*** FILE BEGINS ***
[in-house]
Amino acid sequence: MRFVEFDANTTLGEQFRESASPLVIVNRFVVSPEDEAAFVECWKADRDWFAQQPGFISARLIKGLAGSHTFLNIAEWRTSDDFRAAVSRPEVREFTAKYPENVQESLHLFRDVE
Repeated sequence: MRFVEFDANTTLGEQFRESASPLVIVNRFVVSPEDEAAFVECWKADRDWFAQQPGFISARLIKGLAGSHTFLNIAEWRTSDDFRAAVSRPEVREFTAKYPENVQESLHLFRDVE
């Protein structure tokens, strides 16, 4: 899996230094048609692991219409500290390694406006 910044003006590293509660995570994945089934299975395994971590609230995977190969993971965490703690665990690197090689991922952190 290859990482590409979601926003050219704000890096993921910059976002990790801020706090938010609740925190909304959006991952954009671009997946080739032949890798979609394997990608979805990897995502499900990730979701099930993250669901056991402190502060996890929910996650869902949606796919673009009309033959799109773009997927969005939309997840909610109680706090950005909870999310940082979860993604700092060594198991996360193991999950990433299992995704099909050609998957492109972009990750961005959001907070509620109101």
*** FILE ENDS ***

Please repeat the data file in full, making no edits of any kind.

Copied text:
[in-house]
Amino acid sequence: MRFVEFDANTTLGEQFRESASPLVIVNRFVVSPEDEAAFVECWKADRDWFAQQPGFISARLIKGLAGSHTFLNIAEWRTSDDFRAAVSRPEVREFTAKYPENVQESLHLFRDVE
Repeated sequence: MRFVEFDANTTLGEQFRESASPLVIVNRFVVSPEDEAAFVECWKADRDWFAQQPGFISARLIKGLAGSHTFLNIAEWRTSDDFRAAVSRPEVREFTAKYPENVQESLHLFRDVE
């Protein structure tokens, strides 16, 4: 899996230094048609692991219409500290390694406006 910044003006590293509660995570994945089934299975395994971590609230995977190969993971965490703690665990690197090689991922952190 290859990482590409979601926003050219704000890096993921910059976002990790801020706090938010609740925190909304959006991952954009671009997946080739032949890798979609394997990608979805990897995502499900990730979701099930993250669901056991402190502060996890929910996650869902949606796919673009009309033959799109773009997927969005939309997840909610109680706090950005909870999310940082979860993604700092060594198991996360193991999950990433299992995704099909050609998957492109972009990750961005959001907070509620109101």